Hosting CentOS7 and CentOS8 yum repositories in AWS S3

Hosting CentOS 7 and CentOS 8 yum repositories in AWS S3

Overview

We are utilising compute instances in different cloud environments as well as traditional data centres. On-premise virtual machines usually run RHEL 78 and CentOS 78.

Scope

This post explains how to create and host your own yum repositories in an S3 bucket and how to maintain secure, consistent and reliable server builds. This method also allows for a controlled package version and patch level lifecycle across environments.

The problem

Using externally hosted yum repositories or mirrors is very convenient and easy for end users installing and updating a single workstation, however it is not the best option in an enterprise environment where many new identical virtual machines could be built every day in an automated fashion.

Issues

The main problems with publicly hosted repositories are:

There are solutions available to address these issues with RHEL (Satellite), however for CentOS there are not many options.

The solution

CentOS comes with tools to download or sync rpm packages to a local folder. Once this has been done, the createrepo command will build all the metadata needed to host your own yum repository via HTTP(s).

We could run a web server in front of this folder or sync the files to an S3 bucket. Each repo can be versioned (with timestamp) to promote changes across environments (dev > test > staging > production). As we are automatically rebuilding most of our servers, updating the repo URL in our source build repository is all that needs to be done. Alternatively just changing the yum repo bucket name will allow us to upgrade or downgrade packages to the desired patch level.

CentOS 7

For CentOS 7, we need to perform the following steps:

Create a new empty S3 bucket in your desired region. This bucket is used for publicly available files and may allow read access for everyone. There are options to further restrict access to the repository files but this goes beyond the scope of this blog entry.

# install necessary binaries
yum -y install yum-utils createrepo

# create repository location (ensure there is sufficient space)
mkdir /repository

# download all packages of repos we are interested in
reposync -g -l -p /repository -r base
reposync -g -l -p /repository -r extras
reposync -l -p /repository -r docker-ce-stable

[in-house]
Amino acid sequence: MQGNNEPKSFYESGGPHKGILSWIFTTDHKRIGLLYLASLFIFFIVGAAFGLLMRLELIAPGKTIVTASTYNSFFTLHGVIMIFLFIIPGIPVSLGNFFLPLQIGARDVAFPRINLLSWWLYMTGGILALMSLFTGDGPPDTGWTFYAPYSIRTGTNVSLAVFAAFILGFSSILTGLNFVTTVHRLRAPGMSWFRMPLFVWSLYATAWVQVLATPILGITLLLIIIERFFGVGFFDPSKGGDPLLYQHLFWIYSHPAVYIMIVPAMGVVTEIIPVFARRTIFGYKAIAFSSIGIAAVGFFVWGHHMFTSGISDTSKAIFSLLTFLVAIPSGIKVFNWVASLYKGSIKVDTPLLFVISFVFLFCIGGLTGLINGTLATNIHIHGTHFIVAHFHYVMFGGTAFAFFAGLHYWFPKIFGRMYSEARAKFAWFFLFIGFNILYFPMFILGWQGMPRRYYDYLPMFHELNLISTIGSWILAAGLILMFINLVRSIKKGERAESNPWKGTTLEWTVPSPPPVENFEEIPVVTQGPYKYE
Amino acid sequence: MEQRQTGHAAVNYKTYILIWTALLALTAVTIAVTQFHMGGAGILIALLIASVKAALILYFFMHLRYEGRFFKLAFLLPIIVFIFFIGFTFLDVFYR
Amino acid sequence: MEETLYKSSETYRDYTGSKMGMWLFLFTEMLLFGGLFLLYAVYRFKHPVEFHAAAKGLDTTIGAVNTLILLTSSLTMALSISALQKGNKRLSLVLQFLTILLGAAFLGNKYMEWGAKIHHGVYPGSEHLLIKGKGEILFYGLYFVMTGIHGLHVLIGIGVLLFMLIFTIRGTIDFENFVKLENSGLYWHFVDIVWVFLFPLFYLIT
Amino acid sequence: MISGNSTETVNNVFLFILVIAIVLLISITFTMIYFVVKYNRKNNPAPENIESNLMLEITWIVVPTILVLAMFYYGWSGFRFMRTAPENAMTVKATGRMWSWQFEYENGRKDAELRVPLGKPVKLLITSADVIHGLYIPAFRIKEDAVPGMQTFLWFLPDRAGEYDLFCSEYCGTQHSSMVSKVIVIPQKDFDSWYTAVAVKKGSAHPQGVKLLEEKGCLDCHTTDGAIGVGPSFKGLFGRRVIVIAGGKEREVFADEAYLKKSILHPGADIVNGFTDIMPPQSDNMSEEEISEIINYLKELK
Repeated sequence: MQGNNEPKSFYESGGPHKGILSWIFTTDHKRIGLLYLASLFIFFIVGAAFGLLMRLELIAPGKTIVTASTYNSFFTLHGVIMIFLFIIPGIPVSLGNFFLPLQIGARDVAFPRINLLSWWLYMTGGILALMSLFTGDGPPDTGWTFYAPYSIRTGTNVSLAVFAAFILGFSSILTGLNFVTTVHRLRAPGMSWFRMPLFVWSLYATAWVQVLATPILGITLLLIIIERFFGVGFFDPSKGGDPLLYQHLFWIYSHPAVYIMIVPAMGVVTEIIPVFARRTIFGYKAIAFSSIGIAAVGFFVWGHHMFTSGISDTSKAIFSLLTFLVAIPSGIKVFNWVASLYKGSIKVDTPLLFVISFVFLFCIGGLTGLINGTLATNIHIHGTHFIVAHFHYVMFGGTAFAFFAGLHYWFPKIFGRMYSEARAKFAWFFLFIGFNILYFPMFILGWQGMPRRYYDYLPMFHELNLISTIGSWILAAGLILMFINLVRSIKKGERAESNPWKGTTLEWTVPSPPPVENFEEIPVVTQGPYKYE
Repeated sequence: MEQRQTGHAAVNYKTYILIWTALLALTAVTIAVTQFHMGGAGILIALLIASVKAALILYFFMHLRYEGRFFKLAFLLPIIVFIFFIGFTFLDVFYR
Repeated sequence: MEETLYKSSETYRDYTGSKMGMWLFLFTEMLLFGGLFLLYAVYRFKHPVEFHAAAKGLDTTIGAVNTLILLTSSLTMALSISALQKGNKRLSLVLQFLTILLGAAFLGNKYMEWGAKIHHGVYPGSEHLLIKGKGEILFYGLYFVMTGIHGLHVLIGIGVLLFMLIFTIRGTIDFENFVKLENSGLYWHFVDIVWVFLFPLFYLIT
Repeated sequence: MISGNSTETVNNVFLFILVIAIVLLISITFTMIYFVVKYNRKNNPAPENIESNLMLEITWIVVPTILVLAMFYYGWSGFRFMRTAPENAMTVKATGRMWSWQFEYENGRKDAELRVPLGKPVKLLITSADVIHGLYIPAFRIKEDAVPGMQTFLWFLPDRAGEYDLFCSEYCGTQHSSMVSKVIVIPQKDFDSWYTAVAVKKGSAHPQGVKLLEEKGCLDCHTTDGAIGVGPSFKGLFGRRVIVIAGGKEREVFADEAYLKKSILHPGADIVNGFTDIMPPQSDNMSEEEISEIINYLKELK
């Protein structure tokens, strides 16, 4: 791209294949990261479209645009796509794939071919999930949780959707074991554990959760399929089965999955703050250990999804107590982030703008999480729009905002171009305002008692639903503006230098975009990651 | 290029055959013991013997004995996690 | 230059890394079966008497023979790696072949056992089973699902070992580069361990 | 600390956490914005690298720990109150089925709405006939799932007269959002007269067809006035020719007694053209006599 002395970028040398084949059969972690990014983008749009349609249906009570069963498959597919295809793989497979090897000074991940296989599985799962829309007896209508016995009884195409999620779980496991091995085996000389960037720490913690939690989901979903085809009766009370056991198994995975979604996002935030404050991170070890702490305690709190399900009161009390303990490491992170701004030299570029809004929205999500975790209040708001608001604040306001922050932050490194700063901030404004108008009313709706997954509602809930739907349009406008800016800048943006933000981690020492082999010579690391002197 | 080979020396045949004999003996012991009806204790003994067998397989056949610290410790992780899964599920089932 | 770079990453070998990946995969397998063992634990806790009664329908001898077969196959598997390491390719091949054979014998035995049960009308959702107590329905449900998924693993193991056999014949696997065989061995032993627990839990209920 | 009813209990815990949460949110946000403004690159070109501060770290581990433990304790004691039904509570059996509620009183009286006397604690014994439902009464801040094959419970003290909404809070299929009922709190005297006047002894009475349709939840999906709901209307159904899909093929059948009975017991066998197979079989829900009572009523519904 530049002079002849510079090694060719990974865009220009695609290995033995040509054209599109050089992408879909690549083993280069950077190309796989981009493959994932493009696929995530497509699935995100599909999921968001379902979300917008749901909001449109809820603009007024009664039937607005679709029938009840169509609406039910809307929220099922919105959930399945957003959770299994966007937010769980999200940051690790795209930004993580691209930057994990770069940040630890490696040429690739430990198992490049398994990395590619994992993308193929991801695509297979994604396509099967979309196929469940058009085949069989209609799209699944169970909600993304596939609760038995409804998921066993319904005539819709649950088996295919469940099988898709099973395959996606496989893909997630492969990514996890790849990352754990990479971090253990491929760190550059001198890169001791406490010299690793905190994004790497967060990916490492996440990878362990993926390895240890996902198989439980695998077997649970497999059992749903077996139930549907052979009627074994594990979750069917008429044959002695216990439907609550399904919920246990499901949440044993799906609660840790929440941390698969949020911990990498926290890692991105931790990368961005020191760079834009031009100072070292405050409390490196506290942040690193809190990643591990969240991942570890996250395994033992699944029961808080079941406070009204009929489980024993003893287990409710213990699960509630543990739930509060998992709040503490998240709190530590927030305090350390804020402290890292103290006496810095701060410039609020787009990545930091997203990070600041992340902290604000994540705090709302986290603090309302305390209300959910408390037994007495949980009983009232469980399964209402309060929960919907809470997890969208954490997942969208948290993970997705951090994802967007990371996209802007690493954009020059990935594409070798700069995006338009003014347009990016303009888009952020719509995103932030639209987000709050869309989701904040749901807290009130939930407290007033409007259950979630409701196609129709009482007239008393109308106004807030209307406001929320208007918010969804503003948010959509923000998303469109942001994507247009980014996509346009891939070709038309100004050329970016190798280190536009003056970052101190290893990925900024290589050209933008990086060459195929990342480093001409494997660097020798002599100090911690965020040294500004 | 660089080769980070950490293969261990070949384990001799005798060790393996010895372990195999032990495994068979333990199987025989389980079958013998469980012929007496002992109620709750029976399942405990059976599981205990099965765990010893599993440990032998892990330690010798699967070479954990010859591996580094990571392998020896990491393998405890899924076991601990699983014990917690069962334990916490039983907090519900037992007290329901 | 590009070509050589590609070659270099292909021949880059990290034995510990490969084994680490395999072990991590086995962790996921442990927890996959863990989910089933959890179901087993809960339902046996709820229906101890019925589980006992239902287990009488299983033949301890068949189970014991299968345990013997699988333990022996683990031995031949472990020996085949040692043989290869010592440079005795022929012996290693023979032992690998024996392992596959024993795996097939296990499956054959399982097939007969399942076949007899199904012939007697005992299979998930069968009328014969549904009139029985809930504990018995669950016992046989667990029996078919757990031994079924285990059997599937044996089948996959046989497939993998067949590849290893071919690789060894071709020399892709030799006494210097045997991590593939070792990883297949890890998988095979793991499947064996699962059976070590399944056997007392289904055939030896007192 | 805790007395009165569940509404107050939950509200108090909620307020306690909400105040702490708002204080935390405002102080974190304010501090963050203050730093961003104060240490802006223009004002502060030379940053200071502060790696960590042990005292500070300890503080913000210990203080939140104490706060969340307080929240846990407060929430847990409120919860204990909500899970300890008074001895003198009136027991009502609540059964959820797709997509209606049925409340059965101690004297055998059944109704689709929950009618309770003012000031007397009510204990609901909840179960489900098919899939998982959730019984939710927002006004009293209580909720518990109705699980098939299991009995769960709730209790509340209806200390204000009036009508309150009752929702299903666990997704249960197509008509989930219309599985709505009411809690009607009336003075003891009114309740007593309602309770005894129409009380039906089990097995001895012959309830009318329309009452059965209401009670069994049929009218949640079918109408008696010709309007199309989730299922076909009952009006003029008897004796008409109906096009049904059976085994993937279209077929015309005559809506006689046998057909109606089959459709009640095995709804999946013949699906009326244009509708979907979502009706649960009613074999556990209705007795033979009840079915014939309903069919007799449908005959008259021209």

# recreate repository metadata folder (this will create a repodata sub folder with repomd.xml file)
createrepo /repository

# sync whole folder to your S3 bucket
cd /repository
aws --region ap-southeast-2 s3 sync . s3://reece-yum-repository-bucket-20200420/ \
    --cache-control "max-age=3600,public" \
    --grants "read=uri=http://acs.amazonaws.com/groups/global/AllUsers"

Once the repo has been synced, simply create a repository file in /etc/yum.repos.d/myrepo.repo:

[reece]
baseurl = https://reece-yum-repository-bucket-20200420.s3-ap-southeast-2.amazonaws.com
enabled = 1
gpgcheck = 0
name = Reece
repo_gpgcheck = 0

and test the repo:

yum clean all
yum repolist
yum check-update

Some packages in this repo contain special characters (like the plus sign) in the URL. Unfortunately AWS S3 encodes these URLs, so these will not work without enabling website hosting in your bucket. The corresponding base URL will change accordingly.

In the above example, we are merging different source repositories (base, extras and docker-ce) into a single repository. This could be separated, however in our case this simplifies updates.

CentOS 8

For CentOS 8, this process is a bit more involved due to the addition of modular repositories. Program names and parameters have changed somewhat as well.

There are also many more packages which contain special characters, requiring the website hosting option for your S3 bucket to be enabled from the start.

# ensure the tools are installed
yum -y install yum-utils createrepo

# sync latest rpms from original repo
reposync --destdir /repository --repo BaseOS
reposync --destdir /repository --repo AppStream
reposync --destdir /repository --repo extras

# scan all rpms and create repodata
createrepo_c /repository
repo2module --module-name=reece --module-stream=stable /repository /tmp/modules.yaml
modifyrepo_c --mdtype=modules /tmp/modules.yaml /repository/repodata

# sync files to S3 (similar to CentOS 7)

The repo2module command is a small python script which can be downloaded from the URL below.

Upgrades

Just replace the URL in /etc/yum.repos.d/myrepo.repo with the new path and run yum clean all.

Conclusion

Hosting your own yum repositories in S3 is a relatively easy process. The cost is minimal and the whole process can be automated in your favourite CI/CD pipeline.

More information here: